New Hampshire's Back-Door Religious School Subsidy Is Challenged in Court
Brown, Simon, Church & State
When Tom Chase received an email last year from Americans United about a scheme that will divert public funds to religious schools in his home state of New Hampshire, he was none too pleased.
"The thing that seems to escape the people who propose, pass and fight for these laws," Chase told Church & State. "is that the state participating in religious activities through funding or any other overt (or covert) methods means that some religions are being supported more than others. I don't think the state should be doing that."
Chase, an electrical engineer who has two children attending public schools, is one of eight plaintiffs in a lawsuit filed last month by Americans United, the New Hampshire Civil Liberties Union and the American Civil Liberties Union Program on Freedom of Religion and Belief challenging the constitutionality of the New Hampshire Education Tax Credit Program (ETCP).
The three civil liberties organizations told the Strafford County, N.H., Superior Court that the program unlawfully diverts taxpayer funds to religious schools. Because there will be no state oversight of the schools receiving scholarship monies, the lawsuit asserts, religious schools will be able to use the funds for religious instruction and discrimination.
The ETCP, which took effect on Jan. 1, allows businesses to reduce their tax liability by receiving an 85 percent tax credit in exchange for donations made to K-12 scholarship organizations that pay for tuition at religious and other private schools. It allows up to $3.4 million in tax credits to be claimed in the first year and $5.1 million during its second year. Additional increases can occur in subsequent years.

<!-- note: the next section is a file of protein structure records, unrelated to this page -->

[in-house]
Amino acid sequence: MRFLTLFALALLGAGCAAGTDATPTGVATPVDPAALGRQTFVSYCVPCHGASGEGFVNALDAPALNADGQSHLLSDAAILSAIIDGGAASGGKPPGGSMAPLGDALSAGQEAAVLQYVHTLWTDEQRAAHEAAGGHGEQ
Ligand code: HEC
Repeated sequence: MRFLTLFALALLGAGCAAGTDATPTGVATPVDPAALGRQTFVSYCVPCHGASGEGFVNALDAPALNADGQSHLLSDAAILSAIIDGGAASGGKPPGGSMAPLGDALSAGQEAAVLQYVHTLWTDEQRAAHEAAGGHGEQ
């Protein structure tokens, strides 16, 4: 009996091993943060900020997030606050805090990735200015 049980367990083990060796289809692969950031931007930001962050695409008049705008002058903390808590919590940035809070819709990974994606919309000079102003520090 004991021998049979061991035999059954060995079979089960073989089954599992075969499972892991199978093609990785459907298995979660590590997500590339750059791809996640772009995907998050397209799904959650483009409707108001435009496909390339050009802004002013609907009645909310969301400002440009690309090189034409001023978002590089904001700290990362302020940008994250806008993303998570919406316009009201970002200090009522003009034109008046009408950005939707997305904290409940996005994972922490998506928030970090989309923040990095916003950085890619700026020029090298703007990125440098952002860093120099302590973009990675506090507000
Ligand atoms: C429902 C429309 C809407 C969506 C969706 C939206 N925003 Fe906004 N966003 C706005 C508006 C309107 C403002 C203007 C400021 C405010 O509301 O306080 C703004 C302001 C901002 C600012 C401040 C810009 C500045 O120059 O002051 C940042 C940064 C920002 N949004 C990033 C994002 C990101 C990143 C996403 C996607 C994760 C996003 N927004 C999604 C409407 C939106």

"This program is an attempt to circumvent the law, and it is doomed to fail," Alex J. Luchenitser, associate legal director at Americans United and lead counsel in the case, told Church & State. "The New Hampshire Constitution plainly bars this cockamamie scheme."
The tax-credit program has been under fire from Americans United for over a year.
AU Legislative Assistant Emily Krueger noted in January 2012 on AU's legislative blog that "there is no meaningful difference between tax credits and direct government reimbursement of private and religious schools." Either way, she said, public funds are being put to use by private religious organizations.
Krueger added that tax credits and school vouchers are not real reform because they do not improve education; instead they divert money away from public schools while failing to boost academic achievement for the few students who receive the vouchers.
Multiple studies of school voucher programs in Washington, D.C., Milwaukee and Cleveland have shown that voucher students who attend private schools perform no better in reading and math than students in public schools, Krueger said.
In April, Americans United again expressed concern with the proposed New Hampshire program, this time through a letter to lawmakers explaining the potential harm it would do to public education as well as the constitutional issues that would arise.
"We oppose this tax-credit scheme because it is nothing more than a back-door voucher system, and has the same constitutional flaws inherent in voucher systems, as they are both subsidized by the state," then-AU State Legislative Counsel Amanda Rolat wrote. This bill violates the New Hampshire Constitution and represents misguided education reform policy."
Those who backed the bill, however, did not heed these warnings.
The Heartland Institute, a Chicago-based think tank, said the tax-credit ploy was the product of both the libertarian Cato Institute and the New Hampshire-based Josiah Bartlett Center for Public Policy, a free-market think tank.
Bartlett Center President Charles Arlinghaus called the ETCP "probably the best school choice bill we've had at any time in the past 20 years. …